Northern Vietnam hit by deadly floods and landslides after longest heatwave in 49 years

Northern Vietnam hit by deadly floods and landslides after longest heatwave in 49 years

Heavy rains have been affecting northern parts of Vietnam over the past three days, particularly the Ha Giang Province, causing severe floods and landslides that resulted in property damage and five casualties, as of Tuesday, July 21, 2020. The rains came after the region experienced its longest heatwave in 49 years, with temperatures up to 2.5 °C (4.5 °F) higher than average.

Among the victims were a 44-year-old woman and her 15-year-old daughter, who were asleep when rocks collapsed onto their house in Hoang Su Phi. Authorities attempted to rescue the victims, but they were unable to pull them out alive. 

A 48-year-old woman and her 13-year-old daughter were buried as landslides struck Ha Giang Town. Rescue personnel found them several hours after the incident and rushed them to hospital, but the daughter was declared dead while the mother survived.

In Bac Quang District, a two-year-old child died after drowning in floodwaters.

Also on Tuesday morning, a truck passing in Bac Me District slid into a nearby stream. Authorities deployed bulldozers to recover the vehicle, but according to district chairman Cung Thi May, the driver was found dead.

The Ha Giang Province has been affected by flooding during the past three days due to heavy rains. As a result, traffic jams and landslides occurred in many areas. Most streets were inundated about 1 m (3 feet) deep.

A section of National Highway 2 was impassable due to a collapsed gate. Floodwaters also swept away two cars into the Lo River.

"The city has never been as severely flooded as now. We’re busy calculating the damage," said Nguyen Manh Thang, chief of Ha Giang Town People's Committee.

As the rain has subsided, Hoang Su Phi District deputy chairman Trieu Son An said authorities were monitoring and evacuating people from places prone to landslides.

In nearby Quan Ba District, floods and landslides buried structures in Thai An Hydropower Plant, prompting officials to pause operations.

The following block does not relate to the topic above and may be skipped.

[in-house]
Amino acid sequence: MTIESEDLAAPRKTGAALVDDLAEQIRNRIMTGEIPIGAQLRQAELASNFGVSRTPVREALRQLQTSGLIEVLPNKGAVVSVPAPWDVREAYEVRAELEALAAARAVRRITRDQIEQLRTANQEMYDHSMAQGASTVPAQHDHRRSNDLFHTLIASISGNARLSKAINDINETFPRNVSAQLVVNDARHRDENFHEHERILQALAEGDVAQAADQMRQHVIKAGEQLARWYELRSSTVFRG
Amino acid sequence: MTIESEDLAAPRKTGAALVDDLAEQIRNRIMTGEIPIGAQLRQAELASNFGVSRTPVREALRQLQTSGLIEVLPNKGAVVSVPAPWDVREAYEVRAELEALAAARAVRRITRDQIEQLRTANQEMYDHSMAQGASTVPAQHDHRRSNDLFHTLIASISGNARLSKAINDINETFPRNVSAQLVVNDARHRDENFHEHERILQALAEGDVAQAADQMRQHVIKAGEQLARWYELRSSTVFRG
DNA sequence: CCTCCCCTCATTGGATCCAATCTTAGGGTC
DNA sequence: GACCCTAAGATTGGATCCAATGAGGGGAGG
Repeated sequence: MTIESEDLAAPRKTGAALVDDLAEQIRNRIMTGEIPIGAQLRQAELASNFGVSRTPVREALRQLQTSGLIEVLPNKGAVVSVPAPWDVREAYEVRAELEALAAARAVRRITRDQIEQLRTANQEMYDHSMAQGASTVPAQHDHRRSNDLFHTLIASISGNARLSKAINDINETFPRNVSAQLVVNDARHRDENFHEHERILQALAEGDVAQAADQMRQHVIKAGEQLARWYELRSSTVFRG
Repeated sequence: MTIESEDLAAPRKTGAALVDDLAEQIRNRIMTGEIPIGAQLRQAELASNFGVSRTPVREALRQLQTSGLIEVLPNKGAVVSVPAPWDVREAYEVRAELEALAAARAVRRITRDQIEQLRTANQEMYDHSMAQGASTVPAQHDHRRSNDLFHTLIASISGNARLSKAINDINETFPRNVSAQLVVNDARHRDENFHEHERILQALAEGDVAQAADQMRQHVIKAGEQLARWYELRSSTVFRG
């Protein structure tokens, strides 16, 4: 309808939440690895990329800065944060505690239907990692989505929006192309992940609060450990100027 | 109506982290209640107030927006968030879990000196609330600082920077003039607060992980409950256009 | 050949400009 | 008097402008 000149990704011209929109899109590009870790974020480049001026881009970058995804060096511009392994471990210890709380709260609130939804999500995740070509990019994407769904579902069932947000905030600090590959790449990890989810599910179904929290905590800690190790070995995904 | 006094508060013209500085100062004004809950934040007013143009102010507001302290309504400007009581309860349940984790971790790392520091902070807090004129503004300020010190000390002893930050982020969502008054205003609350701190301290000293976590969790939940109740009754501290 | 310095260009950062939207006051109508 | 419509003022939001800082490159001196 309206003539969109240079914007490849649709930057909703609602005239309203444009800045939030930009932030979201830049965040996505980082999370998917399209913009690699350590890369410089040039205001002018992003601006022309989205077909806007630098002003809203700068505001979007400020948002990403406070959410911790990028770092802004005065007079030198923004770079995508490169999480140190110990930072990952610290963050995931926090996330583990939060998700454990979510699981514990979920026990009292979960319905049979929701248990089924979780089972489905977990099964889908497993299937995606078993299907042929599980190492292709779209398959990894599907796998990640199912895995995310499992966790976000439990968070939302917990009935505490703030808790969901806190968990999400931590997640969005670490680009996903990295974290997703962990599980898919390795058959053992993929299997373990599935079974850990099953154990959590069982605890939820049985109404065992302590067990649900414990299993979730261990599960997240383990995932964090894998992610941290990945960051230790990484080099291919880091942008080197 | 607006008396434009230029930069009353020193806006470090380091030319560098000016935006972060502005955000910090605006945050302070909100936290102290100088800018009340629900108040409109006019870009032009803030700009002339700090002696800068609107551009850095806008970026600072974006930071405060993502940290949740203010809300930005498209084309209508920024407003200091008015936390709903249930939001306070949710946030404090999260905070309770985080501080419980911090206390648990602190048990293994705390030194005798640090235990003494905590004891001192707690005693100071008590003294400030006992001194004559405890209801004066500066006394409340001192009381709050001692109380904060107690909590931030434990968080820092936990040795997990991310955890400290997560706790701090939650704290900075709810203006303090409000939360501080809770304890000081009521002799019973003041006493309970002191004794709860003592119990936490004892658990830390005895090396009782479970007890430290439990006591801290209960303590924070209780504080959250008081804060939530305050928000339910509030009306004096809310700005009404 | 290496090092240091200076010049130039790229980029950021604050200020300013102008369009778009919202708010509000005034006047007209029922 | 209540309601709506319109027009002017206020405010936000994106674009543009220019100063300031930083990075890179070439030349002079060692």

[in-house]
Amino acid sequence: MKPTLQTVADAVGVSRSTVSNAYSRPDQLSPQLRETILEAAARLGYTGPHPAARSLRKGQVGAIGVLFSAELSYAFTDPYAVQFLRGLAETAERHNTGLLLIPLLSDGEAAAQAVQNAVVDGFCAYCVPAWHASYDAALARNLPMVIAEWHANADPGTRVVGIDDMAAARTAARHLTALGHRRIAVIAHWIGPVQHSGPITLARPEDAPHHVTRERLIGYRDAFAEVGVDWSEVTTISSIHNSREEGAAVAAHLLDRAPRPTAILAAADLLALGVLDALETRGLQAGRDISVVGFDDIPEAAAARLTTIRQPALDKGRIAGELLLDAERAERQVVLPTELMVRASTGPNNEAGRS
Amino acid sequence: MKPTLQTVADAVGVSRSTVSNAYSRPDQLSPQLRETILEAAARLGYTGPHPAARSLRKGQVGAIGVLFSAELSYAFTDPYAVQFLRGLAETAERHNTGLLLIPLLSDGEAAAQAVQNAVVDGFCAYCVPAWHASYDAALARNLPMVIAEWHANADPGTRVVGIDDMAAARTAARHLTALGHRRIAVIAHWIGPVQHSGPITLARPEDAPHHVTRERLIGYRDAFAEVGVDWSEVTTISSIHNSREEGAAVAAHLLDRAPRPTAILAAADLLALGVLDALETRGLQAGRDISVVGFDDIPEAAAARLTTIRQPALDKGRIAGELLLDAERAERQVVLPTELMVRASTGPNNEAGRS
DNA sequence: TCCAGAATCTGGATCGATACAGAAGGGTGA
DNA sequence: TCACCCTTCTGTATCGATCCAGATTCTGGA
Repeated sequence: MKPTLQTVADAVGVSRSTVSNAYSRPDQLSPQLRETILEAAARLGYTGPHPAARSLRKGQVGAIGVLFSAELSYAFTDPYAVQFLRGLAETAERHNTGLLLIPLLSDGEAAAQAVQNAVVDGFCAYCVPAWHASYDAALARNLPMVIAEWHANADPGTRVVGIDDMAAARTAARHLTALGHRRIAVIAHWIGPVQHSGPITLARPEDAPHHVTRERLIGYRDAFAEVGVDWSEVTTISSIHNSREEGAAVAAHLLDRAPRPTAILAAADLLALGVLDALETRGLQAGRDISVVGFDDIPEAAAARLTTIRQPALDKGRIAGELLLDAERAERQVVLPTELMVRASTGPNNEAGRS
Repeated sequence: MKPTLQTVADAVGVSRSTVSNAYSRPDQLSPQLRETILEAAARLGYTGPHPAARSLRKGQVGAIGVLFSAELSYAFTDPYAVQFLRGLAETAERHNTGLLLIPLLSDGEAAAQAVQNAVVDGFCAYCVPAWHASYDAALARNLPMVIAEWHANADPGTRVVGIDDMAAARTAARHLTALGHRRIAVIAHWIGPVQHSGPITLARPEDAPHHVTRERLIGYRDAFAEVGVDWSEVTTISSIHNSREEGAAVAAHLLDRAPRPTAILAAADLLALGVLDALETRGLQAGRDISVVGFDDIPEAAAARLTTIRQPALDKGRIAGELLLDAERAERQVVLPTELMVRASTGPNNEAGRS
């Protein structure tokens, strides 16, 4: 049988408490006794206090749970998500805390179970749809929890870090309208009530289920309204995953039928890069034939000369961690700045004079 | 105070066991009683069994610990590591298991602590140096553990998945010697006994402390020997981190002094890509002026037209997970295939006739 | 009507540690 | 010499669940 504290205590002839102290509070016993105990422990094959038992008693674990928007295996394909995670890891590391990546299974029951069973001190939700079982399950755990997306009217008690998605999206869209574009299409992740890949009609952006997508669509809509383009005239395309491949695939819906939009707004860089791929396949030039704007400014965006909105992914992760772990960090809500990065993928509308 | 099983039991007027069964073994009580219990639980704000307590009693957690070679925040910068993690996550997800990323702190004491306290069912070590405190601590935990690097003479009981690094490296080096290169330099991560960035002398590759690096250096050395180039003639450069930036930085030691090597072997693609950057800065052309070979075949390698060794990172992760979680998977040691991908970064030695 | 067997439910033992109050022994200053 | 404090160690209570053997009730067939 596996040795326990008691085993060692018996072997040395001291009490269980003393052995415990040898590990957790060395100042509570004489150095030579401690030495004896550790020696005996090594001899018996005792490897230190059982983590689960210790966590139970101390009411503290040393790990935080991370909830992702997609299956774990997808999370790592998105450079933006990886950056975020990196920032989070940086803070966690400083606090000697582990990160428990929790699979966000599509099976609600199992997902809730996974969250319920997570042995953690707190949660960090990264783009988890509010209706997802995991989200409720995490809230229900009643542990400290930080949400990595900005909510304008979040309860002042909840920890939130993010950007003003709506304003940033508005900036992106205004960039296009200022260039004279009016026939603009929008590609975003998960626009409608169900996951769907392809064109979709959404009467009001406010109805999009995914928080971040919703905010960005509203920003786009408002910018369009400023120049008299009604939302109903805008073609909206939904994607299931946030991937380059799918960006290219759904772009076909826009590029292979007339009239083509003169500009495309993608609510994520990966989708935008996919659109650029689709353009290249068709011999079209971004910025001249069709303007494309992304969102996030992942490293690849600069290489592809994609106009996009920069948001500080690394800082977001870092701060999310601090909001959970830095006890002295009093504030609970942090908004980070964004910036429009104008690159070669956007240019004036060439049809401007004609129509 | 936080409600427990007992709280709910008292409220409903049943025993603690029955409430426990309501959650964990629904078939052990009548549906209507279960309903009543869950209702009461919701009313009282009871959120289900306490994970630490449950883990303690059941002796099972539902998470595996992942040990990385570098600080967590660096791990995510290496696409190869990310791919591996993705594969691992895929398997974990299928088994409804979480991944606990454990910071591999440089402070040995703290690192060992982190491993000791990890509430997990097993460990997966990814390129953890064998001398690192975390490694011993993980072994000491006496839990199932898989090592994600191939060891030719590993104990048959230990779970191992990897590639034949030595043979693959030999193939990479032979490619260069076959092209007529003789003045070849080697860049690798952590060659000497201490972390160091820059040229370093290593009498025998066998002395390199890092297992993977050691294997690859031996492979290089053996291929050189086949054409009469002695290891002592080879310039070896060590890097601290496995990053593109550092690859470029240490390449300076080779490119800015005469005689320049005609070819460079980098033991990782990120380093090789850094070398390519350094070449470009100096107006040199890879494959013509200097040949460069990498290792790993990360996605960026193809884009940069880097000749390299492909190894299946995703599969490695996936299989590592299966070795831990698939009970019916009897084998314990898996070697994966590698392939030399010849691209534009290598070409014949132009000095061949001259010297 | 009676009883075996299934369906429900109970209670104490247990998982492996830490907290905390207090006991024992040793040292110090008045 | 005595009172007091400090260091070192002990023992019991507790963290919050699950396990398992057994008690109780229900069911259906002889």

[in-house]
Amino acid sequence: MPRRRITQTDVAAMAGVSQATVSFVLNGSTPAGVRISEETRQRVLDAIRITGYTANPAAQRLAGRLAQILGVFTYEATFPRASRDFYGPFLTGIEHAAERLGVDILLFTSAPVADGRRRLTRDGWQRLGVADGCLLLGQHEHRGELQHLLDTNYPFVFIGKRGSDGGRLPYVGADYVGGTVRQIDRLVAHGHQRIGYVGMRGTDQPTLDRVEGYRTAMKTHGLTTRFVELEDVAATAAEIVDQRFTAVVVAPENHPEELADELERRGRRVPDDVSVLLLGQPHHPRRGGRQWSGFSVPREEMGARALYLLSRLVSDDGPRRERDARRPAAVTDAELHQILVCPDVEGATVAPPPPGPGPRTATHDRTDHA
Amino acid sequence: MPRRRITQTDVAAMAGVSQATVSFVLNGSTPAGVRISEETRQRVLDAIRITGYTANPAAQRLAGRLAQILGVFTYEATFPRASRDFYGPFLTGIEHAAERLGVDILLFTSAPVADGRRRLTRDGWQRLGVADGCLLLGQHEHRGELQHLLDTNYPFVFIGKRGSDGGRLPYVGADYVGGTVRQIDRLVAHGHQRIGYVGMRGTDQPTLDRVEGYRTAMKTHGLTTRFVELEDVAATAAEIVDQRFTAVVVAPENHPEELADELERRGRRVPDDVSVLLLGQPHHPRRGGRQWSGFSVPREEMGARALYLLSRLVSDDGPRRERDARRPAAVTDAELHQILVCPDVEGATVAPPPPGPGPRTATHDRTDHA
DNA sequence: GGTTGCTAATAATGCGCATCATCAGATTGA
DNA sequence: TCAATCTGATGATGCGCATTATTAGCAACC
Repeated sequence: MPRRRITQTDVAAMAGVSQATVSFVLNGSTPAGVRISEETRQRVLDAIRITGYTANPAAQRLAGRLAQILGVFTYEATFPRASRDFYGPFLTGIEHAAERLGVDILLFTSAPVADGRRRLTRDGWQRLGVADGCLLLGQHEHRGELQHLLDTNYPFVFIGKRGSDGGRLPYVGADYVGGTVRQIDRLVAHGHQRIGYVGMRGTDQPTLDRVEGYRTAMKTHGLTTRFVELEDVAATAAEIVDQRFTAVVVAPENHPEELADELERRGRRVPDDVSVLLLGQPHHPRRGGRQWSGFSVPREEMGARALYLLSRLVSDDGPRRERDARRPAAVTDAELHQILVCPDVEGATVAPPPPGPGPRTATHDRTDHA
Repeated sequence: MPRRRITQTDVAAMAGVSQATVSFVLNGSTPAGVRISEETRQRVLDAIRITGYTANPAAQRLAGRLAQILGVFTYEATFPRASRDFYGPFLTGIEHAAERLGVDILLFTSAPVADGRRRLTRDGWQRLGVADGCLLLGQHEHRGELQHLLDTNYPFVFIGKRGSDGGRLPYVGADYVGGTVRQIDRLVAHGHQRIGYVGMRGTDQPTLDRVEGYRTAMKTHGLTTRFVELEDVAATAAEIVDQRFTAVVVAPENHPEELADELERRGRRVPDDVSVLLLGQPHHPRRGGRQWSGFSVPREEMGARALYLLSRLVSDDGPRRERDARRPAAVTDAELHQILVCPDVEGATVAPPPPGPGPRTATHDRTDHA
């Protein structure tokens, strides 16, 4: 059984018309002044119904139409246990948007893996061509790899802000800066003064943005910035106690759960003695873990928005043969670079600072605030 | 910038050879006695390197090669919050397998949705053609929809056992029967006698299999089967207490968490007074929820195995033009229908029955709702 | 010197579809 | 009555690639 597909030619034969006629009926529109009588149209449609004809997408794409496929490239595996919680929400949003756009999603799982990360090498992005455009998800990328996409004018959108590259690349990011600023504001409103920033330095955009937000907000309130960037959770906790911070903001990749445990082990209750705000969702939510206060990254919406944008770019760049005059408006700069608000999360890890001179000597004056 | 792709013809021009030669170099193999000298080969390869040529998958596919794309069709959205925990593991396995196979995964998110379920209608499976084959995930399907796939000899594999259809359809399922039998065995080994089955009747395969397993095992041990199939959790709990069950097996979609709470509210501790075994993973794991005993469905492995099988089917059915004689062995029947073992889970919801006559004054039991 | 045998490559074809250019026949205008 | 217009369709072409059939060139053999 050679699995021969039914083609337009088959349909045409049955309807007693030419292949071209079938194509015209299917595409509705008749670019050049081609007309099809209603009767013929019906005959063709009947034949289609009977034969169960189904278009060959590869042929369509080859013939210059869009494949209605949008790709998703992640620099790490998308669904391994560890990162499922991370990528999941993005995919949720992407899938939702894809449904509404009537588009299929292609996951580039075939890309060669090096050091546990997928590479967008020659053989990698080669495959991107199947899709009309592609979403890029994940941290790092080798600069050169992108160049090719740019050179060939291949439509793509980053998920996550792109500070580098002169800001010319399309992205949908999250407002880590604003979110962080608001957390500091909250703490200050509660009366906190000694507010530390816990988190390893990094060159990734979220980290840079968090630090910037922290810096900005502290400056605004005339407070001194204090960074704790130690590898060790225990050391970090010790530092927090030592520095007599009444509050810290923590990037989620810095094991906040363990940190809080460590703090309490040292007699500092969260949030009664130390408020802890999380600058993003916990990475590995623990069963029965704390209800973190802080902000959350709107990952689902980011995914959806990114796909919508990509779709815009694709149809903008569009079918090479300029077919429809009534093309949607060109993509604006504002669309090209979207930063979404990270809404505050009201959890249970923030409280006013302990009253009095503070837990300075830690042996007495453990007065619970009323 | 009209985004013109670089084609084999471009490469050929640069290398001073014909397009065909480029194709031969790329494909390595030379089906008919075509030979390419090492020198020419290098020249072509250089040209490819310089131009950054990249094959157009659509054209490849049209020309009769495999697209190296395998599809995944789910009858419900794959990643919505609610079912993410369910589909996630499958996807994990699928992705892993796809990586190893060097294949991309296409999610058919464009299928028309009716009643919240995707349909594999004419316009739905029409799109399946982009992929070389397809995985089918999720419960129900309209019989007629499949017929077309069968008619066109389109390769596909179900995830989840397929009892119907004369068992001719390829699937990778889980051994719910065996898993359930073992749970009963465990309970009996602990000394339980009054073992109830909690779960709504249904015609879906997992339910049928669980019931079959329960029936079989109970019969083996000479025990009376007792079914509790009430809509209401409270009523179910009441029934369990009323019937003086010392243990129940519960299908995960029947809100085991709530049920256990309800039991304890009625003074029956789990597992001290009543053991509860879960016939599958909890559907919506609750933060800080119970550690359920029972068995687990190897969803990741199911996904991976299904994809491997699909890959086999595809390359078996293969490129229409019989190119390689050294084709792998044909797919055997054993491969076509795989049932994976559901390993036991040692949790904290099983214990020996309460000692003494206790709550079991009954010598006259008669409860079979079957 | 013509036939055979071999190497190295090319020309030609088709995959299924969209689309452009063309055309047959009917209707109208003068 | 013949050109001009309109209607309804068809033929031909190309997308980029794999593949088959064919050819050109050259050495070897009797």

More heavy rains are forecast in Lai Chau, Lao Cai, and Ha Giang on Wednesday, July 22, said the Central Steering Committee on Natural Disaster Prevention and Control.

Landslides and flooding may still occur in these regions, the committee warned.

The National Center for Hydro-meteorological Forecasting (NCHMF) issued a level 1 warning for floods, flash floods, and landslide due to heavy rain across the provinces of Lai Chau, Lao Cai, Yen Bai, Ha Giang, Tuyen Quang, Cao Bang, and Bac Kan, Son La, Hòa Bình, and Thái Nguyên.

The rainy weather came after northern Vietnam experienced its longest heatwave ever in 49 years last month.

NCHMF revealed that the region recorded 21 days of hot spells in June, with average temperatures 1.5 to 2.5 °C (2.7 to 4.5 °F) higher than the past years. This is considered the longest heatwave in the area since 1971.

Temperatures between 36 to 39 °C (96.8 to 102.2 °F) were recorded in the provinces of Lang Son, Bac Ninh, Bac Giang, Hai Duong, Hung Yen, Ha Nam, and Ninh Binh

The heatwave was caused by a low-pressure from the west and the Foehn wind-- a dry and warm, down-sloping wind that occurs in the lee side of a mountain, according to NCHMF head Nguyen Van Huong.

Featured image credit: Nguyễn Tất Thắng/YouTube

Comments

No comments yet. Why don't you post the first comment?

Post a comment

Your name: *

Your email address: *

Comment text: *

The image that appears on your comment is your Gravatar